LIX. The Second Dance-Song.
"Into thine eyes gazed I lately, O Life: gold saw I gleam in thy night- eyes,--my heart stood still with delight:
--A golden bark saw I gleam on darkened waters, a sinking, drinking, reblinking, golden swing-bark!
At my dance-frantic foot, dost thou cast a glance, a laughing, questioning, melting, thrown glance:
Twice only movedst thou thy rattle with thy little hands--then did my feet swing with dance-fury.--
My heels reared aloft, my toes they hearkened,--thee they would know: hath not the dancer his ear--in his toe!
Unto thee did I spring: then fledst thou back from my bound; and towards me waved thy fleeing, flying tresses round!
Away from thee did I spring, and from thy snaky tresses: then stoodst thou there half-turned, and in thine eye caresses.
With crooked glances--dost thou teach me crooked courses; on crooked courses learn my feet--crafty fancies!
I fear thee near, I love thee far; thy flight allureth me, thy seeking secureth me:--I suffer, but for thee, what would I not gladly bear!
For thee, whose coldness inflameth, whose hatred misleadeth, whose flight enchaineth, whose mockery--pleadeth:
--Who would not hate thee, thou great bindress, inwindress, temptress, seekress, findress! Who would not love thee, thou innocent, impatient, wind-swift, child-eyed sinner!
Whither pullest thou me now, thou paragon and tomboy? And now foolest thou me fleeing; thou sweet romp dost annoy!
I dance after thee, I follow even faint traces lonely. Where art thou? Give me thy hand! Or thy finger only!
Here are caves and thickets: we shall go astray!--Halt! Stand still! Seest thou not owls and bats in fluttering fray?
Thou bat! Thou owl! Thou wouldst play me foul? Where are we? From the dogs hast thou learned thus to bark and howl.
Thou gnashest on me sweetly with little white teeth; thine evil eyes shoot out upon me, thy curly little mane from underneath!
This is a dance over stock and stone: I am the hunter,--wilt thou be my hound, or my chamois anon?
Now beside me! And quickly, wickedly springing! Now up! And over!--Alas! I have fallen myself overswinging!
Oh, see me lying, thou arrogant one, and imploring grace! Gladly would I walk with thee--in some lovelier place!
--In the paths of love, through bushes variegated, quiet, trim! Or there along the lake, where gold-fishes dance and swim!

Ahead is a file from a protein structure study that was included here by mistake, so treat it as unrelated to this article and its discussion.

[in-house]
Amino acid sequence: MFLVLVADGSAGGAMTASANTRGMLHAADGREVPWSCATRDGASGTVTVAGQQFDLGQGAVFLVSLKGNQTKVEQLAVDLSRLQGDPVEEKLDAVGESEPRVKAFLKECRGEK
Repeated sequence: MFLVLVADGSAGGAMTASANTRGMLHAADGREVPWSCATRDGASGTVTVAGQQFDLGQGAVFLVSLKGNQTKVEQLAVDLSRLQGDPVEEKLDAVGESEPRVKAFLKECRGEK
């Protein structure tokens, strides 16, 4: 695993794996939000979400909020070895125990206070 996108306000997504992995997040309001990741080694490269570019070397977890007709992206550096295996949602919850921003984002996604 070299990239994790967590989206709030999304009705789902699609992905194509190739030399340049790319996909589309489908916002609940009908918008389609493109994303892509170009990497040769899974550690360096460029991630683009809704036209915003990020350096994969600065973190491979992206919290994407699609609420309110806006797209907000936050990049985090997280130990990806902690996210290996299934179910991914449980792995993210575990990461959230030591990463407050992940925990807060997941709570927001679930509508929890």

Thou art now a-weary? There above are sheep and sun-set stripes: is it not sweet to sleep--the shepherd pipes?
Thou art so very weary? I carry thee thither; let just thine arm sink! And art thou thirsty--I should have something; but thy mouth would not like it to drink!--
--Oh, that cursed, nimble, supple serpent and lurking-witch! Where art thou gone? But in my face do I feel through thy hand, two spots and red blotches itch!
I am verily weary of it, ever thy sheepish shepherd to be. Thou witch, if I have hitherto sung unto thee, now shalt THOU--cry unto me!
To the rhythm of my whip shalt thou dance and cry! I forget not my whip?-- Not I!"--
Then did Life answer me thus, and kept thereby her fine ears closed:
"O Zarathustra! Crack not so terribly with thy whip! Thou knowest surely that noise killeth thought,--and just now there came to me such delicate thoughts.
We are both of us genuine ne'er-do-wells and ne'er-do-ills. Beyond good and evil found we our island and our green meadow--we two alone! Therefore must we be friendly to each other!
And even should we not love each other from the bottom of our hearts,--must we then have a grudge against each other if we do not love each other perfectly?
And that I am friendly to thee, and often too friendly, that knowest thou: and the reason is that I am envious of thy Wisdom. Ah, this mad old fool, Wisdom!
If thy Wisdom should one day run away from thee, ah! then would also my love run away from thee quickly."--
Thereupon did Life look thoughtfully behind and around, and said softly: "O Zarathustra, thou art not faithful enough to me!
Thou lovest me not nearly so much as thou sayest; I know thou thinkest of soon leaving me.
There is an old heavy, heavy, booming-clock: it boometh by night up to thy cave:--
--When thou hearest this clock strike the hours at midnight, then thinkest thou between one and twelve thereon--
--Thou thinkest thereon, O Zarathustra, I know it--of soon leaving me!"--
"Yea," answered I, hesitatingly, "but thou knowest it also"--And I said something into her ear, in amongst her confused, yellow, foolish tresses.
"Thou KNOWEST that, O Zarathustra? That knoweth no one--"
And we gazed at each other, and looked at the green meadow o'er which the cool evening was just passing, and we wept together.--Then, however, was Life dearer unto me than all my Wisdom had ever been.--
Thus spake Zarathustra.
O man! Take heed!
What saith deep midnight's voice indeed?
"I slept my sleep--
"From deepest dream I've woke and plead:--
"The world is deep,
"And deeper than the day could read.
"Deep is its woe--
"Joy--deeper still than grief can be:
"Woe saith: Hence! Go!
"But joys all want eternity--
"Want deep profound eternity!"